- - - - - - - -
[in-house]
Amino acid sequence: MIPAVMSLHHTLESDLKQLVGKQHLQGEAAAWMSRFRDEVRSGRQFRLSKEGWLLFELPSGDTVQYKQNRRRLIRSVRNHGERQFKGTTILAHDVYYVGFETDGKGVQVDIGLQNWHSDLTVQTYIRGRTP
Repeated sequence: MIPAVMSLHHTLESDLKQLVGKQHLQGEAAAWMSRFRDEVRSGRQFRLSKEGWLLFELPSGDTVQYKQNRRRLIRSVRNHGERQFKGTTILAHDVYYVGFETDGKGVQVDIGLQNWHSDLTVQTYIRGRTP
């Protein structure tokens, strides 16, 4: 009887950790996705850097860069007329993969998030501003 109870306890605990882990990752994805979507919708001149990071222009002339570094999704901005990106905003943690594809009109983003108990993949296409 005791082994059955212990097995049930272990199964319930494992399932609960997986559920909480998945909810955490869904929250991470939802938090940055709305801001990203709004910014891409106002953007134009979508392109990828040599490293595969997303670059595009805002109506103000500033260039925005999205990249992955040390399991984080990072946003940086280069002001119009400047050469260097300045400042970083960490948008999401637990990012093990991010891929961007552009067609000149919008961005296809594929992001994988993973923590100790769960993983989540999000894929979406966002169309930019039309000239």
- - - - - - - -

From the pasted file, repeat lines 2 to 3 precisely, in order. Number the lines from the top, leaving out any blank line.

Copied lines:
Amino acid sequence: MIPAVMSLHHTLESDLKQLVGKQHLQGEAAAWMSRFRDEVRSGRQFRLSKEGWLLFELPSGDTVQYKQNRRRLIRSVRNHGERQFKGTTILAHDVYYVGFETDGKGVQVDIGLQNWHSDLTVQTYIRGRTP
Repeated sequence: MIPAVMSLHHTLESDLKQLVGKQHLQGEAAAWMSRFRDEVRSGRQFRLSKEGWLLFELPSGDTVQYKQNRRRLIRSVRNHGERQFKGTTILAHDVYYVGFETDGKGVQVDIGLQNWHSDLTVQTYIRGRTP